At the Burrow DyeTable # 8: Pokeweed Racemes, Take 1
When I first started gathering the berries of the phytolacca americana, aka the glorious pokeweed plant, I threw the racemes into the compost heap after carefully removing all the precious berries. Everyone says to just dye with the berries. But I do so love to figure things out for myself, and besides, just because someone said so isn’t a great reason for doing anything, is it? So when my curiousity got the better of me (although arguably, it makes me better, so I’ll keep it), I decided to see if I could extract any colour from the racemes themselves.
Dyestuff: Pokeweed, phytolacca americana
Parts used: The racemes (the part that holds the berries)
Source: My yard, the Haggencrone’s yard, my friend Debbie’s yard, and the Farm
Yarn: Mountain Meadows Cody mordanted in vinegar. I did the mordanting a little differently this time. I basically mordanted in straight vinegar as part of an all-in-one dyepot.
Ratio of dyestuff to fiber: To be honest, I have no idea how many grams of racemes I had here. I’d guess maybe 40g or so. The hank of wool was 50g. So, I probably did not get a 1:1 ratio. But I really wanted to dye the whole hank. It’s hard sometimes to figure out what to do with all those mini-skeins. There’s only so much end weaving I can handle, lol.
Extraction: For this first batch, I put the racemes in pure distilled white vinegar to cover and left them for about 3 weeks.
To my surprise, when I took the racemes out to strain off the liquid (and mostly just to see what was going on in there) I found this:
Dyebath: I decided to do this dyebath as an all-in-one, meaning mordanting and dyeing all in one go. Why not? After all, it just requires a vinegar mordant, and the dye liquor is all vinegar… just seemed to make sense. I didn’t want to have to add any more liquid to the pot, opting to leave it just the vinegar dye extraction. There was just enough room for the yarn to float around, and since the racemes were totally bleached out already, I did not bother doing a heated extraction with them. The starting pH of the dyebath was 3.4.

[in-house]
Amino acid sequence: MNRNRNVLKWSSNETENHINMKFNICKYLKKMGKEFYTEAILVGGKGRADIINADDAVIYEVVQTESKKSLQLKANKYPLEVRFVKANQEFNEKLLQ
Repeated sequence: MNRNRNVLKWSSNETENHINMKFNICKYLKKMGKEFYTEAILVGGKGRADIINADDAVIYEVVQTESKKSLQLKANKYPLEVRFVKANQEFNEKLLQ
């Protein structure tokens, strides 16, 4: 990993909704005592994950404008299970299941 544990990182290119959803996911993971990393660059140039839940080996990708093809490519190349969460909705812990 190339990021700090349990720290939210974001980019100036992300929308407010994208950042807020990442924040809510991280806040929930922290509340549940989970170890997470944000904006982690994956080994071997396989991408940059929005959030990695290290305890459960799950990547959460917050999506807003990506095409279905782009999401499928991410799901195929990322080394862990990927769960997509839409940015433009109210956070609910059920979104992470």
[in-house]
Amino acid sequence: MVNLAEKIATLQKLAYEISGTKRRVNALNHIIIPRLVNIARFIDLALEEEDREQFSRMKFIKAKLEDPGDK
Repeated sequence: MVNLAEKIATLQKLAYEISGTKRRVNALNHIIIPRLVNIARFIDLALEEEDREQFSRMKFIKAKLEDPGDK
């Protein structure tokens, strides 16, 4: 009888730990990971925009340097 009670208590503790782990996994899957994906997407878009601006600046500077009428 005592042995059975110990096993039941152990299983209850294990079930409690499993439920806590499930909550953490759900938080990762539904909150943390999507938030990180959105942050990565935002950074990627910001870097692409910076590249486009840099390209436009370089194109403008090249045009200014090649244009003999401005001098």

Not what I expected at all. Did you see how red that dyebath was? And yet the yarn came out this lovely soft peach colour. It’s ok. I’m sure I’ll find something peachy to knit with this. :D Lesson learned? Waste not, want not. Not every dyestuff makes a colour that you’d want to repeat, but to me part of the fun of this great dyeing adventure is exploring all the variables, going down all the roads. It’s not just about the end result. Yes, a beautiful skein of yarn is a sweet, sweet bonus, but if that’s all I wanted, I could go buy that at any yarn shop. That’s not why I’m here, though. So, I’ll keep my dyestuffs extracting and keep my pots simmering and maybe one day I’ll figure this dyeing thing out. I’m going to have a lot of fun trying.